Of course I wasn’t the only Gadling blogger to have adventures. The one that made me most jealous was Alex Robertson Textor’s series on Far Europe, and of course Jon Bowermaster is always doing something cool.

What were your adventure travel highlights for 2011? What are you plans for next year? Share your adventures in the comment section!
adventure travel

Roman sites in Libya survived the war mostly unscathed, initial reports show

Roman sites in Libya, Roman, Lepcis Magna
The recent fighting in Libya that toppled Gaddafi destroyed many lives and laid waste to many neighborhoods. Now that the country is beginning to rebuild, Libyans are taking stock of other effects of the war.

Libya’s beautiful Roman remains, it appears, got off easy. Earlier this week, the Guardian reported that the Roman cities of Lepcis Magna and Sabratha both survived the war without any significant damage. This news came from Dr. Hafed Walda, a Libyan scholar working at King’s College, London. Dr. Walda has excavated and studied Lepcis Magna for more than 15 years.

On the other hand, the new government displayed a cache of Roman artifacts that it says were going to be sold on the international antiquities market to finance Gaddafi’s fight to stay in power. They were found on the day Tripoli fell to the rebels in the trunk of a car driven by Gaddafi loyalists as they tried to escape. No word on what happened to the pro-Gaddafi fighters. One can imagine.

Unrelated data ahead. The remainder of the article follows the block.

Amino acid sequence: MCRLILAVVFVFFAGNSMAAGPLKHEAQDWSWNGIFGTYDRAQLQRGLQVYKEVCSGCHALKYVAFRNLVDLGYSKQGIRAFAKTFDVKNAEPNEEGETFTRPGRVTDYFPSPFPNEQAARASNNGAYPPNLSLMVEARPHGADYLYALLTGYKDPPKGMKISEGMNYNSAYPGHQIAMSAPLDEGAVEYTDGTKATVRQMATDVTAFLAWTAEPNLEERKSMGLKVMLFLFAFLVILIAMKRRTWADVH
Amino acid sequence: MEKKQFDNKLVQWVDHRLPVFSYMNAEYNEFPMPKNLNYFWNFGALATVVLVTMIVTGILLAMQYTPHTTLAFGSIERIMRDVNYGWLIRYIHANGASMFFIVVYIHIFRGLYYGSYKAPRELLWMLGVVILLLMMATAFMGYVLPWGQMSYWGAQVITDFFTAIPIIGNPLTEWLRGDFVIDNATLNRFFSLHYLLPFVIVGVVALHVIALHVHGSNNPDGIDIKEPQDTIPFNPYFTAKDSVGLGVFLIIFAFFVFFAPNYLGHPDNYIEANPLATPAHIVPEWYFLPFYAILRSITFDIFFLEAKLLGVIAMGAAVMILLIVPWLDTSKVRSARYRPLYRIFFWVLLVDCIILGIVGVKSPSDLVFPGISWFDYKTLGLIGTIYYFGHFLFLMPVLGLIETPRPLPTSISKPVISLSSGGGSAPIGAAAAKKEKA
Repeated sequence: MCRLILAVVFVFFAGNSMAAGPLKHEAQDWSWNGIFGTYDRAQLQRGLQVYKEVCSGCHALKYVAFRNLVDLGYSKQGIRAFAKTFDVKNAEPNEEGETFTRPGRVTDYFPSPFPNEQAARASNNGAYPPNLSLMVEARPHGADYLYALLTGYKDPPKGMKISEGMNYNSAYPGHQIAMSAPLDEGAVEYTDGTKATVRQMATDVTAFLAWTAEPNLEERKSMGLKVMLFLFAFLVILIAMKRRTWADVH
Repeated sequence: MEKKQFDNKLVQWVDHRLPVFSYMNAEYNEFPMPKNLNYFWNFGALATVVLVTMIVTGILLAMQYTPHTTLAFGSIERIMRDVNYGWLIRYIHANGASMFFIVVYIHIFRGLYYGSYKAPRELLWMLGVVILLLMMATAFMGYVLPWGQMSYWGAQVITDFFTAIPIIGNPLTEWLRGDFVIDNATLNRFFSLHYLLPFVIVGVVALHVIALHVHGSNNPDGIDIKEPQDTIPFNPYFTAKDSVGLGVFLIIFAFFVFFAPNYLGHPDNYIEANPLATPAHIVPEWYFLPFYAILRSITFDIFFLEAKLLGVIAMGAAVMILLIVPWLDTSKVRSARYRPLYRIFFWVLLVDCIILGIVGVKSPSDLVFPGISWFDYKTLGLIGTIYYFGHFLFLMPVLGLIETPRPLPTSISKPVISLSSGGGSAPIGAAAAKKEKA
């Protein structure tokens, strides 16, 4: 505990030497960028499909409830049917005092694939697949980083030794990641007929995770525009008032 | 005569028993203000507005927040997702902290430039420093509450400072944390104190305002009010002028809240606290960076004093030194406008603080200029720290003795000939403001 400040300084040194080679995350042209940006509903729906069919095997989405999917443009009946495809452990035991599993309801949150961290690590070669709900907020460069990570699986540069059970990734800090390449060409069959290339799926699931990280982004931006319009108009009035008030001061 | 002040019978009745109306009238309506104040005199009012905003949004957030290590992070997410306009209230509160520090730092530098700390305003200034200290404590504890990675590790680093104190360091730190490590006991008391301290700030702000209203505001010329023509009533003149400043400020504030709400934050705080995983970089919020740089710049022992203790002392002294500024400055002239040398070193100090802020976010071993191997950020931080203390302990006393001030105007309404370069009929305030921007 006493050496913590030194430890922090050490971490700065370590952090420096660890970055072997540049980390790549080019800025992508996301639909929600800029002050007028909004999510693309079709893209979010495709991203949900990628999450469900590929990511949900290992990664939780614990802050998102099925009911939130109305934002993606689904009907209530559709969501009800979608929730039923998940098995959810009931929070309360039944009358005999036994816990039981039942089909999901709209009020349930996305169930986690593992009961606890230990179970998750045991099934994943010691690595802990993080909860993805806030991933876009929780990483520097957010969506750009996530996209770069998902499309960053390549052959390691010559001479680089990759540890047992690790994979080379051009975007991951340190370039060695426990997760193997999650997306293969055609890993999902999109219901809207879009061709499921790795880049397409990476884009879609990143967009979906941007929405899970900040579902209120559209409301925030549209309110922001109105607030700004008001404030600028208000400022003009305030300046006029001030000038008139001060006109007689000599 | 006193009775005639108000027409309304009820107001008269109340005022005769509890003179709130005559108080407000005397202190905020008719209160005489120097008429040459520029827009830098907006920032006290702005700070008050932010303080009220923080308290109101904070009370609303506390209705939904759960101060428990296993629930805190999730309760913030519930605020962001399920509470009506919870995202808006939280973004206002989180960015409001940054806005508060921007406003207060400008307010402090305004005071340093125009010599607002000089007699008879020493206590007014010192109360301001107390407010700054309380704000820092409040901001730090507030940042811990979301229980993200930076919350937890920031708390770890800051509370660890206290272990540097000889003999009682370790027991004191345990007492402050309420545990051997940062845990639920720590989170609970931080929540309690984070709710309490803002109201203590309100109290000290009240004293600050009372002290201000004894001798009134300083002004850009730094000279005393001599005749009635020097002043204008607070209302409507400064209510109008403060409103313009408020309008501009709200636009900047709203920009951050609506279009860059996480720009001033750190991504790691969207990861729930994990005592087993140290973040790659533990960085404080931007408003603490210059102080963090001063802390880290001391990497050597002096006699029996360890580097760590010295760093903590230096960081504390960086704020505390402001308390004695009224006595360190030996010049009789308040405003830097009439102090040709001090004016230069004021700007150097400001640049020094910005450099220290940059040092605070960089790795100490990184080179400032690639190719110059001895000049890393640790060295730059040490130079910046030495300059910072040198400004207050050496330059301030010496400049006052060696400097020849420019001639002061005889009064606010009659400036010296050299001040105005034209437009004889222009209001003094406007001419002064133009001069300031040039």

This brings up the question of how many more artifacts were stolen from museums and archaeological sites, and if any made it abroad into the hands of unscrupulous collectors. Iraq and Afghanistan lost a huge amount of their heritage this way. Much of it disappeared after the main fighting, when armed bands looted what they could before a new regime was installed.

%Gallery-140657%Thousands of coins dating to the Greek, Roman, Byzantine, and Islamic periods have gone missing from a collection in Benghazi, the new Libyan government reports.

These are, of course, only initial reports in a country still subject to much chaos and uncertainty. Time will tell how much of Libya’s rich archaeological heritage has survived to attract the next generation of tourists.

I want to be one of the first of that new generation. Libya has always been high on my list of places to see and my wife and I were in the beginning stages of planning a trip there when all hell broke loose. Instead I spent two months out of harm’s way in Harar, Ethiopia.

For anyone interested in history and archaeology, Libya is a great place to go. The nation has five UNESCO World Heritage Sites. The two most popular are the Roman cities of Lepcis Magna and Sabratha. Both are on the coast and were founded by the Phoenicians. Libya was an important province in the Roman Empire and these two sites reflect that with their theaters, broad avenues, and large temples. Lepcis Magna was especially grand because it was the birthplace of the Emperor Septimius Severus (reigned 193-211).

Other UNESCO World Heritage Sites in Libya include the Greek colony of Cyrene, the prehistoric rock art of Tadrart Acacus, and the traditional architecture in the oasis town of Ghadamès.

Image courtesy Wikimedia Commons.